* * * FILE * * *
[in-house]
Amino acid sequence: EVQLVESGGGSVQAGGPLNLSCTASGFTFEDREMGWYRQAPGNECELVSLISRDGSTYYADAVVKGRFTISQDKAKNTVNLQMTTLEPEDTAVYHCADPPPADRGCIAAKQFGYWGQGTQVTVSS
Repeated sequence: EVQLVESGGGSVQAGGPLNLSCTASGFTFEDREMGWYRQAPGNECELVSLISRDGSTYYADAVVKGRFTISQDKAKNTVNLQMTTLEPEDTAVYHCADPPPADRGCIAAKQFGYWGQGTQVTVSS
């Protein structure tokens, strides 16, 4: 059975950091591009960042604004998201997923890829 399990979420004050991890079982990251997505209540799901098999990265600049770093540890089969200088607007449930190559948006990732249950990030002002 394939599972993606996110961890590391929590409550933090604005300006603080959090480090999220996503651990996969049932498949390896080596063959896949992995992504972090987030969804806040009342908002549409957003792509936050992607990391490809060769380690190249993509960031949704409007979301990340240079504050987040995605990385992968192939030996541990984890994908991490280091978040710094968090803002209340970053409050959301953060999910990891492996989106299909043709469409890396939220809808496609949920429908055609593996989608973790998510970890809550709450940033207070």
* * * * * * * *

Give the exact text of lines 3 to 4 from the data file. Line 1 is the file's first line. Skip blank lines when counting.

Repeated sequence: EVQLVESGGGSVQAGGPLNLSCTASGFTFEDREMGWYRQAPGNECELVSLISRDGSTYYADAVVKGRFTISQDKAKNTVNLQMTTLEPEDTAVYHCADPPPADRGCIAAKQFGYWGQGTQVTVSS
């Protein structure tokens, strides 16, 4: 059975950091591009960042604004998201997923890829 399990979420004050991890079982990251997505209540799901098999990265600049770093540890089969200088607007449930190559948006990732249950990030002002 394939599972993606996110961890590391929590409550933090604005300006603080959090480090999220996503651990996969049932498949390896080596063959896949992995992504972090987030969804806040009342908002549409957003792509936050992607990391490809060769380690190249993509960031949704409007979301990340240079504050987040995605990385992968192939030996541990984890994908991490280091978040710094968090803002209340970053409050959301953060999910990891492996989106299909043709469409890396939220809808496609949920429908055609593996989608973790998510970890809550709450940033207070």